Action: Control habitat-altering mammals (e.g. elephants) through exclusion (e.g. fences) or translocation
Key messagesRead our guidance on Key messages before continuing
- We found no evidence for the effects of controlling habitat-altering mammals through exclusion or translocation on primate populations.
'No evidence' for an action means we have not yet found any studies that directly and quantitatively tested this action during our systematic journal and report searches. Therefore we have been unable to assess whether or not the action is effective or has any harmful impacts. Please get in touch if you know of such a study for this action.
This intervention involves excluding mammals that alter the habitat in such a way that it may negatively affect primate populations. For example, elephants may destroy large numbers of trees when they occur at very high densities (e.g. Laws 1970). If, for example, the destruction of trees by elephants resulted in food shortages for resident primate population, then this intervention may indirectly benefit primates that depend on these plants for food through allowing the habitat to recover, once the elephants are removed. This is an invasive intervention and its usefulness should be carefully considered from an ethical perspective before implementing it.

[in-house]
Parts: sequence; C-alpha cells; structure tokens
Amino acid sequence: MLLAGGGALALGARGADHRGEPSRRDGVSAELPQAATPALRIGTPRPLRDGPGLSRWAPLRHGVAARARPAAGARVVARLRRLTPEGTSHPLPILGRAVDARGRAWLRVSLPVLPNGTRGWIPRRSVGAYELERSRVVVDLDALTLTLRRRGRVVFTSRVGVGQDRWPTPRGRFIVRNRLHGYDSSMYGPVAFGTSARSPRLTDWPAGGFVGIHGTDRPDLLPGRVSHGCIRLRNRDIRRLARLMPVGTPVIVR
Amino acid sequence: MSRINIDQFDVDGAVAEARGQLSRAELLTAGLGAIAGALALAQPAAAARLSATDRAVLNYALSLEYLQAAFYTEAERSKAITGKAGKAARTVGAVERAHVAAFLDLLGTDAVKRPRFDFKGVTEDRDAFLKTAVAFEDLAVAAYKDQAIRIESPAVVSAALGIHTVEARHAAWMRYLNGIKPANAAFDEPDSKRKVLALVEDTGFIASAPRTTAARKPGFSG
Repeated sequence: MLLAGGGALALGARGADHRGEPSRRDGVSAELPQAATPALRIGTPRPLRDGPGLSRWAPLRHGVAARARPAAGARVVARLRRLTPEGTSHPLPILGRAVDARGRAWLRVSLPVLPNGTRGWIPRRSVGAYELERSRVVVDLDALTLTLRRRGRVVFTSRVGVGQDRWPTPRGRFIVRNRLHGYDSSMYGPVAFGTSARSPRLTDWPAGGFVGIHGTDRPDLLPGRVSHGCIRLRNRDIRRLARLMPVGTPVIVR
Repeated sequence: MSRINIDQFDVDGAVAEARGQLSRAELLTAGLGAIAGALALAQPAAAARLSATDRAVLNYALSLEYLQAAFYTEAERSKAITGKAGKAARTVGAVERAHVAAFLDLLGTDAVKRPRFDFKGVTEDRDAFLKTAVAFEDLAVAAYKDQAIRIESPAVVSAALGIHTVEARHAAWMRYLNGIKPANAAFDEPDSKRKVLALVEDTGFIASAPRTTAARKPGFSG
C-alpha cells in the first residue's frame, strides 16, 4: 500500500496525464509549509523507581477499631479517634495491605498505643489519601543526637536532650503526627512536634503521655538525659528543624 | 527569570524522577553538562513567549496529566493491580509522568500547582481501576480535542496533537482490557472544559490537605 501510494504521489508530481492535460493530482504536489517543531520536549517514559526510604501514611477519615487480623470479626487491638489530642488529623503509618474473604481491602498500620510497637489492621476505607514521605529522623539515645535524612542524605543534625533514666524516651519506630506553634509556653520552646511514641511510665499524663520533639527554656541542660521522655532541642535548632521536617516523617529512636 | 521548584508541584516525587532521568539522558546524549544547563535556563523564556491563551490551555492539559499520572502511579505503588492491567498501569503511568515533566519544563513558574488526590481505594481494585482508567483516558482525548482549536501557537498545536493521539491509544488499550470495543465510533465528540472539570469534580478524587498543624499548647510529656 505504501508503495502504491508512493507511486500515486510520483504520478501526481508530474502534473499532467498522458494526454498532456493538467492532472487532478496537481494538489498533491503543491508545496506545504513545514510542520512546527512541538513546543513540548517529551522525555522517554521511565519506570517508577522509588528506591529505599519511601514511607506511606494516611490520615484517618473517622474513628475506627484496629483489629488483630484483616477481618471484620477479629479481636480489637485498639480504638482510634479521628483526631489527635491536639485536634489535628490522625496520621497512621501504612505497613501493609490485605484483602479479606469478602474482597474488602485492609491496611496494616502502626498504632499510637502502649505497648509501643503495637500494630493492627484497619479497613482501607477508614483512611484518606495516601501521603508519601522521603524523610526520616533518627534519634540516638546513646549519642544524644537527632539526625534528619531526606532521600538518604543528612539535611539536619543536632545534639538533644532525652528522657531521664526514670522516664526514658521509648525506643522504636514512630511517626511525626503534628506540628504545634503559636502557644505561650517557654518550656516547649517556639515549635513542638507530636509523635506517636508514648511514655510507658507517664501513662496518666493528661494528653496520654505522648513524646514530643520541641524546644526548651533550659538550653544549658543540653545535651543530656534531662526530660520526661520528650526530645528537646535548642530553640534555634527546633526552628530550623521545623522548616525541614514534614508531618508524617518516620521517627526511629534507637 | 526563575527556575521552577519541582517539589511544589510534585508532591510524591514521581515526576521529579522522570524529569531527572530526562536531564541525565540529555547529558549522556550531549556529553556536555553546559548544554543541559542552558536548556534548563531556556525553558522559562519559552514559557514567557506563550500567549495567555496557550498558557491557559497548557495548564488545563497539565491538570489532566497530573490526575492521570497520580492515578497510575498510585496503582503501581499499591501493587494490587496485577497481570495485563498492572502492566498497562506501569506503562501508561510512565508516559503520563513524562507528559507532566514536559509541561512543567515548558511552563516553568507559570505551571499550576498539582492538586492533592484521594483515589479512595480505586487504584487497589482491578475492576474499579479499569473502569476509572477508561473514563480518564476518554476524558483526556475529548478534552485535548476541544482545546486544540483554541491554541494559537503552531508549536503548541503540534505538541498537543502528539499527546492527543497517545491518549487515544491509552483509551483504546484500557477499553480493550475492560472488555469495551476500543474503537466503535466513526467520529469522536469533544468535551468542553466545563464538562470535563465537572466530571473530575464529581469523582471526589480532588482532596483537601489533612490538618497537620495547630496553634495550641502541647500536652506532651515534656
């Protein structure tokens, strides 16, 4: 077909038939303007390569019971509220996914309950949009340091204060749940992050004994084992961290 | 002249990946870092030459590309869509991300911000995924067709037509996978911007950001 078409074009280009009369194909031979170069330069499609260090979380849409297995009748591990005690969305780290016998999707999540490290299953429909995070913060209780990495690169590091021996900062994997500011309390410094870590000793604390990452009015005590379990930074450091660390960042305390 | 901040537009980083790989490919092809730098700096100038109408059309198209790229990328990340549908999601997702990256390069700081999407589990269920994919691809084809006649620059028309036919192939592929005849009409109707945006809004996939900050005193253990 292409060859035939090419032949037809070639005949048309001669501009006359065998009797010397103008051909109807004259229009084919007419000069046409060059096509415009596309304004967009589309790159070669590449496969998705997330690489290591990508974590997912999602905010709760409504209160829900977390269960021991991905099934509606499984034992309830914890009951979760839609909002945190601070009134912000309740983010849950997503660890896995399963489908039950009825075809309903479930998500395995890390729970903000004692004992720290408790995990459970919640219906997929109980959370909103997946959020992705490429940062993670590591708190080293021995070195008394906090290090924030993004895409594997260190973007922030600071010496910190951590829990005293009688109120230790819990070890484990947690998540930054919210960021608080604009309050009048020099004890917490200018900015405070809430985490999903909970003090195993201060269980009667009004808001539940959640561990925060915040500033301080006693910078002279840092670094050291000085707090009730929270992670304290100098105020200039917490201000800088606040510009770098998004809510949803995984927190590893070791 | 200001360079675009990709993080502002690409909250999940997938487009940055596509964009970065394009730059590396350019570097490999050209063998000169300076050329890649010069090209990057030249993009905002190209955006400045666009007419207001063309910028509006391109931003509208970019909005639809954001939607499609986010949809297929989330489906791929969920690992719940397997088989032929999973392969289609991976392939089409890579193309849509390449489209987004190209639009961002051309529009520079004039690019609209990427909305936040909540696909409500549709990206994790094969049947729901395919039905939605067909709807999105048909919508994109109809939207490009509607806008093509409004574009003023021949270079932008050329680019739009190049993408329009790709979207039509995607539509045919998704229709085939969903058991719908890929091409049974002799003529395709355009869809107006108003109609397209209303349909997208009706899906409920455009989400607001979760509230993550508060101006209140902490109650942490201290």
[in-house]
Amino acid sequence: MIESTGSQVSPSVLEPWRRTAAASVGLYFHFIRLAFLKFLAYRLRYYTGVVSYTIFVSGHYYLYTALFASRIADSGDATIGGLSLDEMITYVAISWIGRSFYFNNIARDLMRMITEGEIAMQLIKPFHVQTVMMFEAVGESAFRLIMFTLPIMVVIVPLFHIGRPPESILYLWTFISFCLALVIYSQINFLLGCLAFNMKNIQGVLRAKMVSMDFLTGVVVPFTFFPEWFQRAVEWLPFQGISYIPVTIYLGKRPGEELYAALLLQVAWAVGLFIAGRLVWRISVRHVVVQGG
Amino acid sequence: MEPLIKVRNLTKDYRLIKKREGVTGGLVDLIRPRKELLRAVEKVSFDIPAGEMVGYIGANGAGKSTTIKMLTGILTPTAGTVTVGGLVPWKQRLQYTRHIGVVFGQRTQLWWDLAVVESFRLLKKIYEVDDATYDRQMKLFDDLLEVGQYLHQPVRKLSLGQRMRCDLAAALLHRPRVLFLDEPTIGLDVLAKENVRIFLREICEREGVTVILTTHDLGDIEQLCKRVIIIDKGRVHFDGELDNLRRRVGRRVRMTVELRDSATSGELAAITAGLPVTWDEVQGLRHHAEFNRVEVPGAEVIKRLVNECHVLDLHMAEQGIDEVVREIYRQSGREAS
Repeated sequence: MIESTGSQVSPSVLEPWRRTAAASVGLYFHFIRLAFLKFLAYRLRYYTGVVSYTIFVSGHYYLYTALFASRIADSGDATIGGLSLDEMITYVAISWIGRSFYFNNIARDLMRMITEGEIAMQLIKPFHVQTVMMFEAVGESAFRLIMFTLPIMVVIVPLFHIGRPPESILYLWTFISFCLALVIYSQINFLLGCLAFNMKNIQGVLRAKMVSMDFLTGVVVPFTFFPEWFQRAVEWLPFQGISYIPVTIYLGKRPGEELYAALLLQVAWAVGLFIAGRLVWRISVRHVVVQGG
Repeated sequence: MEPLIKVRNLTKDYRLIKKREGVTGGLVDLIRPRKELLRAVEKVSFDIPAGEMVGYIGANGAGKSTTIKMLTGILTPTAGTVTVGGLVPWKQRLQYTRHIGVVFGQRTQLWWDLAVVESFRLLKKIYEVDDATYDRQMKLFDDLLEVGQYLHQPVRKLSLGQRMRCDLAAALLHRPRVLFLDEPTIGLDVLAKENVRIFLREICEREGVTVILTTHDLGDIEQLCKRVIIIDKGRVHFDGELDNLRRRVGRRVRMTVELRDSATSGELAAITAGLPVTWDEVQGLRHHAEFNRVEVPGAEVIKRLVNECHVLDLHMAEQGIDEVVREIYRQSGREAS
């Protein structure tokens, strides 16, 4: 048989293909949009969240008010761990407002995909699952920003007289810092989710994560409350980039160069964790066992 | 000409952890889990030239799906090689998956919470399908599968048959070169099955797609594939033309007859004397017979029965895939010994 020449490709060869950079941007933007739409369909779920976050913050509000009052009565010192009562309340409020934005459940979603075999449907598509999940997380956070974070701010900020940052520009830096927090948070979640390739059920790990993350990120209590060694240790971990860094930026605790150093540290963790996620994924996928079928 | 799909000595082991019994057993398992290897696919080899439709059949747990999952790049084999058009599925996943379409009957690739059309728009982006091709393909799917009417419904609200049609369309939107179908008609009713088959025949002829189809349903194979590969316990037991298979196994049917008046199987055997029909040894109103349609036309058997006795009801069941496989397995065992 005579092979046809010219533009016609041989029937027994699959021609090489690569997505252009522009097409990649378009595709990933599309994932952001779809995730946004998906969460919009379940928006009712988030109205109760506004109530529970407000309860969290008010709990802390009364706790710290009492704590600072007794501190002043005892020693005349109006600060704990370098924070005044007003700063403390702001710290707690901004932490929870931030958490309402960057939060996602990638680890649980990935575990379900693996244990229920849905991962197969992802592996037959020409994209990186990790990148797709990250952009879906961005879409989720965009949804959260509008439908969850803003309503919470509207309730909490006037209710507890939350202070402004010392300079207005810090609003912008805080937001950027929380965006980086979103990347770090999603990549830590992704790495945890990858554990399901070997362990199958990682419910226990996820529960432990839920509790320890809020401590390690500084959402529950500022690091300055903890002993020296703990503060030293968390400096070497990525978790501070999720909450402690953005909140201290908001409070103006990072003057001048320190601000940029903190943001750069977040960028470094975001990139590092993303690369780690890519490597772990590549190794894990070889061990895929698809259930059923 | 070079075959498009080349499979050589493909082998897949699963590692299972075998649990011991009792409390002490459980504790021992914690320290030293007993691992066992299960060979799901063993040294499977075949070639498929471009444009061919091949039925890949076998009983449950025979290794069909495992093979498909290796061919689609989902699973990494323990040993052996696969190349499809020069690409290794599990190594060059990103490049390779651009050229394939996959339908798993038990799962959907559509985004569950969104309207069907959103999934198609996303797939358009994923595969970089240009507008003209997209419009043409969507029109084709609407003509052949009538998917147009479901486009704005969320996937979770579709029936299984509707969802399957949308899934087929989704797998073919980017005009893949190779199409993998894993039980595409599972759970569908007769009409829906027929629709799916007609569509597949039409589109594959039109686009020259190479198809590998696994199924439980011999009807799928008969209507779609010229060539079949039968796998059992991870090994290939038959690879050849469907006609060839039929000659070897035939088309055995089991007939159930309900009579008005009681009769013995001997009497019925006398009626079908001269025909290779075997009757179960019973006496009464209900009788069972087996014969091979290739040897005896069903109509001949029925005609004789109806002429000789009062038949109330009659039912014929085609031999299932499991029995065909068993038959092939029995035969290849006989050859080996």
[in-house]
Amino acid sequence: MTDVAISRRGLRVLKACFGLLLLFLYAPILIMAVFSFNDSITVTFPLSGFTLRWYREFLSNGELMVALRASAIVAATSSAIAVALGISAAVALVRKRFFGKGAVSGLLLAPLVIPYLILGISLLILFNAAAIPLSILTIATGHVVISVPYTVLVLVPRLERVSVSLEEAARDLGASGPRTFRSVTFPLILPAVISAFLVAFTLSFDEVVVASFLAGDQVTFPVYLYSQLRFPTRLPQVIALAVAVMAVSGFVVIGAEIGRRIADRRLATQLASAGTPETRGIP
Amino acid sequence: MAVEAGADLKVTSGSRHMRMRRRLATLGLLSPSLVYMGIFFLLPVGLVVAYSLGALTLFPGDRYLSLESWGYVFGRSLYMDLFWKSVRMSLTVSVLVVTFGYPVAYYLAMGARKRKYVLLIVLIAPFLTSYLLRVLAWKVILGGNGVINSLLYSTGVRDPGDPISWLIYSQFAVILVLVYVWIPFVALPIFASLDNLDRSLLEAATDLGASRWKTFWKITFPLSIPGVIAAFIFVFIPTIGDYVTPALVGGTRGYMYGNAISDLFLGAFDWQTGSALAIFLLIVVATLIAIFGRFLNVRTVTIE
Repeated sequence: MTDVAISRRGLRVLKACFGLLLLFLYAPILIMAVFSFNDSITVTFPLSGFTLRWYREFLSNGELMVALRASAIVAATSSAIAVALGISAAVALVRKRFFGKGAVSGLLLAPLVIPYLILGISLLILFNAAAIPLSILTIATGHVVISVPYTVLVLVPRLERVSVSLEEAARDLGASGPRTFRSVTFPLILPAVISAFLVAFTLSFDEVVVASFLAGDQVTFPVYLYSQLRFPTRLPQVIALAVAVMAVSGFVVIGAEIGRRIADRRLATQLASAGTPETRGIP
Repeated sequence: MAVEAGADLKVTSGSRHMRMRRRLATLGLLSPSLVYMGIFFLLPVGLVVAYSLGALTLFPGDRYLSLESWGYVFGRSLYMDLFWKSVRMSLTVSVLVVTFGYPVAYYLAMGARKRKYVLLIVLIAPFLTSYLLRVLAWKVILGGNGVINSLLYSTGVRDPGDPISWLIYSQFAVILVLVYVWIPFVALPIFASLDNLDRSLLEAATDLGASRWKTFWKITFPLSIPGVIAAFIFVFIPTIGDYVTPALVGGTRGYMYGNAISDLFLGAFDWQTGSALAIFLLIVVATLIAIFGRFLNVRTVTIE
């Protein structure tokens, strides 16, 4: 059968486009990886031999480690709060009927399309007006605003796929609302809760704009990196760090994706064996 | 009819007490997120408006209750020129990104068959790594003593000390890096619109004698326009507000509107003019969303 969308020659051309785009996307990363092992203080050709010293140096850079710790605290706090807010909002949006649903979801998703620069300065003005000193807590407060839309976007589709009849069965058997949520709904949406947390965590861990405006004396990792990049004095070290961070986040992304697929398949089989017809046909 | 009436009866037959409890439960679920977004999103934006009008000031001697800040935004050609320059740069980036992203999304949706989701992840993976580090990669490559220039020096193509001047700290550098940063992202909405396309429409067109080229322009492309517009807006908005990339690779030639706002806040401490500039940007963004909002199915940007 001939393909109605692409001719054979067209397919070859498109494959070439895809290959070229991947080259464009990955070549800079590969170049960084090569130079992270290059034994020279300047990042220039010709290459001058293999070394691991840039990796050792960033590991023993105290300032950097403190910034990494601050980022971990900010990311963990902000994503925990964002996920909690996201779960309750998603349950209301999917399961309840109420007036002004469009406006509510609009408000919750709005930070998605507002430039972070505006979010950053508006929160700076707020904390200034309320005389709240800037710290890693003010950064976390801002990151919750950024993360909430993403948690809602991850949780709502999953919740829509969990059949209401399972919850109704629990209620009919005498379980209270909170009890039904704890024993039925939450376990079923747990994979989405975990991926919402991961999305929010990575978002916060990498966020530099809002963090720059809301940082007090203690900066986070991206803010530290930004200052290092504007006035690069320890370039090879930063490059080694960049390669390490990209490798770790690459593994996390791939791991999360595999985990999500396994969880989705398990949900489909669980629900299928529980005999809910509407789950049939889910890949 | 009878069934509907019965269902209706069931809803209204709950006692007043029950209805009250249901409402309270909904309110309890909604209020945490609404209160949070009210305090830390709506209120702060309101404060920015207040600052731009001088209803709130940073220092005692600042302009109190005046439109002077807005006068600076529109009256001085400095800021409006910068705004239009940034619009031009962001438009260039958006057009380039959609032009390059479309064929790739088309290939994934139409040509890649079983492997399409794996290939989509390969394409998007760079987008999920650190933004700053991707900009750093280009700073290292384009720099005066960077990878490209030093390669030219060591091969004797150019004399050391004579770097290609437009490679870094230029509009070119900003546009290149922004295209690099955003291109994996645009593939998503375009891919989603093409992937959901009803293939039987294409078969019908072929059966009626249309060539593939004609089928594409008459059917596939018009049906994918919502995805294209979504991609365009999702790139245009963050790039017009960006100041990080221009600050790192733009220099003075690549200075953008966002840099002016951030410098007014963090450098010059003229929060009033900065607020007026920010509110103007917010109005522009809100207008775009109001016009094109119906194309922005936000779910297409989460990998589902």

Controlling predation by non-primate species is discussed under ‘Reduce primate predation by non-primate species through exclusion (e.g. fences) or translocation’, controlling predation by other primate species is discussed under ‘Reduce primate predation by other primate species through exclusion (e.g. fences) or translocation’, and controlling competition for food with other species is discussed under ’Control inter-specific competition for food through exclusion (e.g. fences) or translocation’.
Laws R.M. (1970) Elephants as agents of habitat and landscape change in East Africa. Oikos, 21, 1–15.